Dry bulk shipping looks set to face a challenging year ahead despite having enjoyed an “unseasonably robust start” to 2021, according to Bimco.
Overcapacity could once again hamper shipowners’ and operators’ ability to make a profit, especially as currently low bunker prices, which supported profits in 2020, are rising again, noted Bimco’s chief analyst Peter Sand.
The very low sulphur fuel oil (VLSFO) grade in Singapore was indicated at $414 per metric tonne (pmt) on 1 January before hiking 25% to $518 pmt on Wednesday, according to data from Ship & Bunker.
“The dry bulk industry has enjoyed an unseasonably robust start to 2021. Average earnings in January were much higher than in recent years, because the usual seasonal slump in cargoes was delayed,” wrote Sand.
“However, at the start of February, the capesize market saw average earnings fall steeply, from around $25,500 per day to just $12,057 per day on 8 February. After this, they seemed to turn a corner and rose to $15,856 per day on 17 February, still well below their break-even level,” he recalled.
After the strong start to the year, cargoes and tonne-mile demand fell in February, as the Chinese Lunar New Year lowered economic activity in China.
Moreover, the Chinese government’s aim of moving towards a more consumer-driven economy could threaten the continuation of strong imports of dry bulk goods, which was aided by infrastructure and industry-supporting stimulus measures, Sand noted.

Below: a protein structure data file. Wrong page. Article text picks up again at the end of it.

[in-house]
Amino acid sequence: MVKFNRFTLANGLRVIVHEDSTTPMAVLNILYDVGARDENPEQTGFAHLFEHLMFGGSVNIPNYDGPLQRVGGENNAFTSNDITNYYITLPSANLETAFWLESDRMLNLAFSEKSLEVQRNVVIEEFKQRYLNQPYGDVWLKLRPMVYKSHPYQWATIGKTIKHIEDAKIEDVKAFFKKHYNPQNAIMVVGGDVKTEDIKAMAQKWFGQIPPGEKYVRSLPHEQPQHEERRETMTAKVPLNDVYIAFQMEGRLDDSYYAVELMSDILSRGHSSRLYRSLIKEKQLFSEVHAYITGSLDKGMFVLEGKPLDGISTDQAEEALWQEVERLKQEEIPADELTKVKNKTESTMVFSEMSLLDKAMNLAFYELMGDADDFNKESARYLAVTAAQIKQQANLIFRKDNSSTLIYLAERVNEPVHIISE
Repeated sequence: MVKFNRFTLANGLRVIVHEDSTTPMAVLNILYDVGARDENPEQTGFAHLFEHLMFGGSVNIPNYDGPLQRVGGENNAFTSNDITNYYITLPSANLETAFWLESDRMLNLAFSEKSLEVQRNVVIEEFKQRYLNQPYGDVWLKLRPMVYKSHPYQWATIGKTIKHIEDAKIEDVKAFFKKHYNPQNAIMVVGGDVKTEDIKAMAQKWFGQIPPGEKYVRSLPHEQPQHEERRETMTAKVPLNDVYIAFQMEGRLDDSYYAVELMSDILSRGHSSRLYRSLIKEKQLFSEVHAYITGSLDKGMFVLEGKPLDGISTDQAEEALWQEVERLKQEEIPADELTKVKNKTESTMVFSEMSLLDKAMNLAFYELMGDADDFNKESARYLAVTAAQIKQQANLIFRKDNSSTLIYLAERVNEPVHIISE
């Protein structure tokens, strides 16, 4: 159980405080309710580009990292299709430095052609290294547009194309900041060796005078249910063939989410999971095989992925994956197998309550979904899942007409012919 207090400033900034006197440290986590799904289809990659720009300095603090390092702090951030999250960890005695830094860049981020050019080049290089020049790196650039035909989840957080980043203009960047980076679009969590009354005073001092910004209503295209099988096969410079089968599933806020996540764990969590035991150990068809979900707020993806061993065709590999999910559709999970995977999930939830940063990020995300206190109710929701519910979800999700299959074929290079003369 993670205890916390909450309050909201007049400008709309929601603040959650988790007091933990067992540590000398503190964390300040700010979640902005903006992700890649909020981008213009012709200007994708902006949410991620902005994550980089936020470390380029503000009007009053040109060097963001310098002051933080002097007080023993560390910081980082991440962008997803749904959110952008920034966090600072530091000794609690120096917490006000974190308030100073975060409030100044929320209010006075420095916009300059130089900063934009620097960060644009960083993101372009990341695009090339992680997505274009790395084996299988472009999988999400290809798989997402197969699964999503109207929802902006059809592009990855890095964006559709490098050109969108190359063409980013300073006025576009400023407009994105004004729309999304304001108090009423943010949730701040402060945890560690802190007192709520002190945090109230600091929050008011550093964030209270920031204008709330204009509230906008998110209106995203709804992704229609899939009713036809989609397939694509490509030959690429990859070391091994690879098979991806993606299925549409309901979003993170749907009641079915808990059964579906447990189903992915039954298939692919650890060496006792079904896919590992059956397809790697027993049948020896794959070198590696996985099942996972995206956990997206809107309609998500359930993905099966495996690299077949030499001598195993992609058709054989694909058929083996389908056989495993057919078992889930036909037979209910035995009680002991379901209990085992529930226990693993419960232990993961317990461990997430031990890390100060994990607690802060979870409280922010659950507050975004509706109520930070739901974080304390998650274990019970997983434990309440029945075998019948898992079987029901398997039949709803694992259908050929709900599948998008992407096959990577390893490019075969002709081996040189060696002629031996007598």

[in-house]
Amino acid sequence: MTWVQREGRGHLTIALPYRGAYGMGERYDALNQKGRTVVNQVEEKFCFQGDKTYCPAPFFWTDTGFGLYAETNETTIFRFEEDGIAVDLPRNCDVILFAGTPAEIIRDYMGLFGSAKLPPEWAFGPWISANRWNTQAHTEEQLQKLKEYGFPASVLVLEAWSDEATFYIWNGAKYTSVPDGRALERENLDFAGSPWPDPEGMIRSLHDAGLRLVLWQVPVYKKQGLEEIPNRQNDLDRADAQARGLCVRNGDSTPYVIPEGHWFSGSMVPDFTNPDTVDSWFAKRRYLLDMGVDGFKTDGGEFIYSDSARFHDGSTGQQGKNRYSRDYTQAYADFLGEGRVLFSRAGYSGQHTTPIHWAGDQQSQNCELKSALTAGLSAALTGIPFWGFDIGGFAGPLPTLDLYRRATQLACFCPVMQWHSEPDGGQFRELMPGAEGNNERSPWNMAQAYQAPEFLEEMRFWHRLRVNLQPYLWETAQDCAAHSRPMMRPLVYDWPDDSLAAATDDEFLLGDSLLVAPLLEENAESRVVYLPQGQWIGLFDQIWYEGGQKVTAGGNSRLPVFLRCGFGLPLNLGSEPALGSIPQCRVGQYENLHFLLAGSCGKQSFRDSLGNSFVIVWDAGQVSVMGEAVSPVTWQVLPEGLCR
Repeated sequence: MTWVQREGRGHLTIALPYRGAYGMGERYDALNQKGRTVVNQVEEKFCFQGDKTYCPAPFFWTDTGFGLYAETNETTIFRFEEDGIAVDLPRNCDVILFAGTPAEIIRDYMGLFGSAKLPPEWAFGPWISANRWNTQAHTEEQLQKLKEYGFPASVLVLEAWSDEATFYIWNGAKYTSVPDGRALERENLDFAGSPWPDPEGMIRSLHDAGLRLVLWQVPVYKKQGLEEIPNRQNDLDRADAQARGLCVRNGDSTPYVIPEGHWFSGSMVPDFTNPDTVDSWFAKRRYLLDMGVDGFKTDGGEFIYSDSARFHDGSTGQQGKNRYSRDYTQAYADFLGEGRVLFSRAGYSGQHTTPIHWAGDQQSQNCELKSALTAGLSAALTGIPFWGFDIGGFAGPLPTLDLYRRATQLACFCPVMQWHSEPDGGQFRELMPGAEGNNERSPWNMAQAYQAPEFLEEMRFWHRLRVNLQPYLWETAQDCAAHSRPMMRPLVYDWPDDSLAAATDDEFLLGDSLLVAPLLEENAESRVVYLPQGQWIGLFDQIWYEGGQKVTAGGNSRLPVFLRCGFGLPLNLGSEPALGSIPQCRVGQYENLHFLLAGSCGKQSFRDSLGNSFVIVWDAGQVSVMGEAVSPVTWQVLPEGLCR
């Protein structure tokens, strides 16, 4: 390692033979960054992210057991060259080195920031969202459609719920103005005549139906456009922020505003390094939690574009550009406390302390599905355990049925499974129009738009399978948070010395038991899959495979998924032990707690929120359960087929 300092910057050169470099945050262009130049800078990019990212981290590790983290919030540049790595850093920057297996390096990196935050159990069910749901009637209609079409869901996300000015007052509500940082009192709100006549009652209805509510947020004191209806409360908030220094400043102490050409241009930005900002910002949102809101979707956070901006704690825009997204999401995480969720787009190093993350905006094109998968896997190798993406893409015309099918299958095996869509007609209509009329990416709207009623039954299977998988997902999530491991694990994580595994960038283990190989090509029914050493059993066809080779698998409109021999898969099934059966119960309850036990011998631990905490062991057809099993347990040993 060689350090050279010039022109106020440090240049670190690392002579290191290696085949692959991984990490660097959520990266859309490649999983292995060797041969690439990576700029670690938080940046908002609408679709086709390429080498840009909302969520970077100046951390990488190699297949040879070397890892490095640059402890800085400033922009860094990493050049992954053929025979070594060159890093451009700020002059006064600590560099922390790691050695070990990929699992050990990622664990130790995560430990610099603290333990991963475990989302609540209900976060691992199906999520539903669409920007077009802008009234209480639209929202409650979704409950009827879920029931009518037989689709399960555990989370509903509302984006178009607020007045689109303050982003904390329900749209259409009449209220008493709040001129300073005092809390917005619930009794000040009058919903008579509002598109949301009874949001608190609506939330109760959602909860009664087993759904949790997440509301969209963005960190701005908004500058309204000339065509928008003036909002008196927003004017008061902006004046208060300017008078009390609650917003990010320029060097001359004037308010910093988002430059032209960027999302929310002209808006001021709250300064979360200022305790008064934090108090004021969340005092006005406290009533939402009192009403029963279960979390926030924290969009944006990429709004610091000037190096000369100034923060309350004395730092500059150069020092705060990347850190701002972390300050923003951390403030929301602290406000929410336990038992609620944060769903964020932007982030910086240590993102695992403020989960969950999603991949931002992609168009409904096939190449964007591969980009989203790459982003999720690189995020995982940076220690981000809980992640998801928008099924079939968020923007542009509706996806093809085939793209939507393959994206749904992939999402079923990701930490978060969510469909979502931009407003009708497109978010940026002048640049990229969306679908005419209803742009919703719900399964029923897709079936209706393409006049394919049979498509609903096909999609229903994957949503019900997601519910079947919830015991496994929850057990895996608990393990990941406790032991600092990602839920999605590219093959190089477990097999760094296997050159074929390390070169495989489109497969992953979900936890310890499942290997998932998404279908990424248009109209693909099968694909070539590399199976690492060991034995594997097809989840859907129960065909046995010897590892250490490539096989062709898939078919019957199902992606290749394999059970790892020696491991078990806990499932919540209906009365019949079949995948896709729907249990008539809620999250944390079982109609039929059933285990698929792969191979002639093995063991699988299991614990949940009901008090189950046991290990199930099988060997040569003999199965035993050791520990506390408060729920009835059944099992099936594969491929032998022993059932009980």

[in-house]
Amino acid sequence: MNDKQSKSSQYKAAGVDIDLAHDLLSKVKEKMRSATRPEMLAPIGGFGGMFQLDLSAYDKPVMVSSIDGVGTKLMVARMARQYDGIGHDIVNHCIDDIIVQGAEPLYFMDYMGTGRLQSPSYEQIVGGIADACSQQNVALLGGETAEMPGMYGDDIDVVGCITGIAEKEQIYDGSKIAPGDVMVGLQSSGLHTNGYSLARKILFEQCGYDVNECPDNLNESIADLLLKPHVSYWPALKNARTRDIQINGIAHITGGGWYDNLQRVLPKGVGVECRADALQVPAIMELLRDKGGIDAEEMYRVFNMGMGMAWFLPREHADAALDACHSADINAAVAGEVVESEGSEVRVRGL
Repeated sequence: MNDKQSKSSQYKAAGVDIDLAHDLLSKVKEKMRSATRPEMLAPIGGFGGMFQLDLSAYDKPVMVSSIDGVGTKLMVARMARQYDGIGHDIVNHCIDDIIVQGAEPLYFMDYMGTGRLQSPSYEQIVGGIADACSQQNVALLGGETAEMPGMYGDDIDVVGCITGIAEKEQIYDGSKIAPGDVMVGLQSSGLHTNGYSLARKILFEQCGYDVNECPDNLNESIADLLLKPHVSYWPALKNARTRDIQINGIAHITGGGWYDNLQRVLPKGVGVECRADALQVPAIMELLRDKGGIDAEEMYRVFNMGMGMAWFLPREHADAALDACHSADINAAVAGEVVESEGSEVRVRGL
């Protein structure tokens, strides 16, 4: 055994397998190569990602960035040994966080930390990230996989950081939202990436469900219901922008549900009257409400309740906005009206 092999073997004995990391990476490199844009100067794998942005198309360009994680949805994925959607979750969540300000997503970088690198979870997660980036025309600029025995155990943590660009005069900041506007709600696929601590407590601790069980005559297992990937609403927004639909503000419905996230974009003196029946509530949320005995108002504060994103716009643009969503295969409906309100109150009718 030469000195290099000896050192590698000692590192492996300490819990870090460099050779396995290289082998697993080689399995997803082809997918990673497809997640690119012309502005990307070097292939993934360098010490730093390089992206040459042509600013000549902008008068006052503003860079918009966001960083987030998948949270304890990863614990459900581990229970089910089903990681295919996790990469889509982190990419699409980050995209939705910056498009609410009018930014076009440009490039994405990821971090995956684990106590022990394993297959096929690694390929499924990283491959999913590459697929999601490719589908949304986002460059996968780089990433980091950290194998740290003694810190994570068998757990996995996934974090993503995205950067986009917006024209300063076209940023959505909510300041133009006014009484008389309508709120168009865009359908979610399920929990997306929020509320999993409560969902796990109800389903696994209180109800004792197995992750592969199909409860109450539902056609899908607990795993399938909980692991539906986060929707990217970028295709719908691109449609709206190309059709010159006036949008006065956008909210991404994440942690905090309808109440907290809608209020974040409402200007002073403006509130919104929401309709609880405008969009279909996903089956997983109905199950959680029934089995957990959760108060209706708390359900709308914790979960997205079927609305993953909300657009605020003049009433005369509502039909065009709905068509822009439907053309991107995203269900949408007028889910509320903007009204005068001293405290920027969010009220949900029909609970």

“Stimulus packages in the rest of the world have focused more on securing the demand side of the economy – policies that benefit container shipping more than dry bulk. With the crisis still continuing and governments still focused on supporting individual consumers, infrastructure-heavy stimulus projects in many countries still appear a long way off, with no guarantee that they will materialise, and therefore cannot be counted on to provide the fuel for a dry bulk recovery,” he said.
In terms of capacity supply, Bimco expects growth in the dry bulk fleet in 2021 to be the lowest for many years at around 2%, with some 27m dwt expected to hit the waters, around half of the 48.9m dwt delivered in 2020.
Demolition, on the other hand, is expected at 9m dwt, down from 15m dwt last year.
“After an unusually strong start to the year, seasonality has caught up with the dry bulk market. Coupled with a slow recovery in global economic activity, it looks set to be another challenging year,” Sand said.
Source: Seatrade Maritime